REPETITIVE STRUCTURES: Pianists Maki Namekawa, Aaron Diehl and Jenny Lin join forces for a tribute to Philip Glass at Crystal Bridges Museum.




7 p.m. Crystal Bridges Museum of American Art, Bentonville. $50.

Jenny Lin, Aaron Diehl and Maki Namekawa, three of the world’s finest working pianists, are sharing a bill at Crystal Bridges in Bentonville this weekend, where they’ll shine light on the legacy of revered minimalist pioneer Philip Glass. Glass wouldn’t describe his music as minimal, and if any of his lush “Piano Etudes” are on the program for this concert, it’ll become clear why he eschewed the descriptor. Namekawa’s delicate, cinematic 2014 interpretation of the set leapt to the top of the 2014 classical charts, and Lin, another collaborator of Glass’, recorded the same etudes in 2017, about which she said: “Some of them are very much like Chopin etudes, some are Lisztian with a lot of octaves and big chords, some are very Debussy and some even Scarlatti-like. They’re all really different, but of course, the language is Philip Glass.” (Side note: Check out Arkansas Times contributor Katy Henriksen’s conversation with Lin at, recorded in preview of this concert.) And, while Aaron Diehl — who visited Little Rock in 2015 as part of the Oxford American’s jazz concert series — might not seem an obvious match for Glass’ repertoire, a quick listen to Etudes No. 9 or No. 10 should reveal exactly why a jazz virtuoso belongs on a program of Glass’ works for solo piano. Namekawa, Diehl and Lin perform in the museum’s Great Hall as guests of the Van Cliburn Concert Series. See or call 479-657-2335 for tickets.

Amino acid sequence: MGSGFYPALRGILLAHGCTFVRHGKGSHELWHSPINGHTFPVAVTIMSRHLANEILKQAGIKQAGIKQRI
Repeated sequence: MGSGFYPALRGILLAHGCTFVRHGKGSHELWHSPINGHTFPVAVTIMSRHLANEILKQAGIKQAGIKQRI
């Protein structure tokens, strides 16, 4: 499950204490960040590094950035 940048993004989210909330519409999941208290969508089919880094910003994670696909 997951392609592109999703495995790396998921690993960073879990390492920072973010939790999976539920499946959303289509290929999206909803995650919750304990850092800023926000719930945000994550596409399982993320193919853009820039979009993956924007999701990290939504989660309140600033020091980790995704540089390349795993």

7 p.m. Cranford & Co. (512 Main St.) $15-$20.

Even if it weren’t, say, a year in which soybean futures and hog farm permits had routinely made the headlines, we’d still have plenty of reasons to stop what we’re doing and listen to the farmers that feed us. The Yarn does exactly that in “Voices from the Field,” a collaboration with Heifer International presenting, a press release states, an evening of “tales that define the innovation, tradition, history and science involved in making Arkansas’s biggest economic engine run in the 21st century.” Local food, appropriately, is on the menu, prepared by The Root Cafe, alongside a donations-based bar. “There are so many different angles to agriculture in Arkansas,” The Yarn’s Sara Brown said, “from vegetables and livestock to row crops. All play an important role in our food systems. Food has always been a gathering place for people. We look forward to the community joining us and sharing delicious local food and the power of story.” Visit for details and tickets.

FRIDAY 12/7, SUNDAY 12/9



7:30 p.m. Fri., 3 p.m. Sun. Wildwood Park for the Arts. $10-$20.